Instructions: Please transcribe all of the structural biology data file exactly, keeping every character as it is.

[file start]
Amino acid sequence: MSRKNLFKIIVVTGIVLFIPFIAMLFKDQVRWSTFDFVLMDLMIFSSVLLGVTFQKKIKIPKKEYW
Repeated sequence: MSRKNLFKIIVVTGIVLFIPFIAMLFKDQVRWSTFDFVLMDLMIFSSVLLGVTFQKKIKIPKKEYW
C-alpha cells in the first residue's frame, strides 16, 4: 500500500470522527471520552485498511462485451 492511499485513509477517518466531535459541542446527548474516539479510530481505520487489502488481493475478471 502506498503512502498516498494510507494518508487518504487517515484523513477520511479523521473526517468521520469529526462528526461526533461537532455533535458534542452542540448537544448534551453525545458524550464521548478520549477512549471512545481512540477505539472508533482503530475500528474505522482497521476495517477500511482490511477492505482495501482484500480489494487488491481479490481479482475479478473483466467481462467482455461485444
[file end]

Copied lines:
Amino acid sequence: MSRKNLFKIIVVTGIVLFIPFIAMLFKDQVRWSTFDFVLMDLMIFSSVLLGVTFQKKIKIPKKEYW
Repeated sequence: MSRKNLFKIIVVTGIVLFIPFIAMLFKDQVRWSTFDFVLMDLMIFSSVLLGVTFQKKIKIPKKEYW
C-alpha cells in the first residue's frame, strides 16, 4: 500500500470522527471520552485498511462485451 492511499485513509477517518466531535459541542446527548474516539479510530481505520487489502488481493475478471 502506498503512502498516498494510507494518508487518504487517515484523513477520511479523521473526517468521520469529526462528526461526533461537532455533535458534542452542540448537544448534551453525545458524550464521548478520549477512549471512545481512540477505539472508533482503530475500528474505522482497521476495517477500511482490511477492505482495501482484500480489494487488491481479490481479482475479478473483466467481462467482455461485444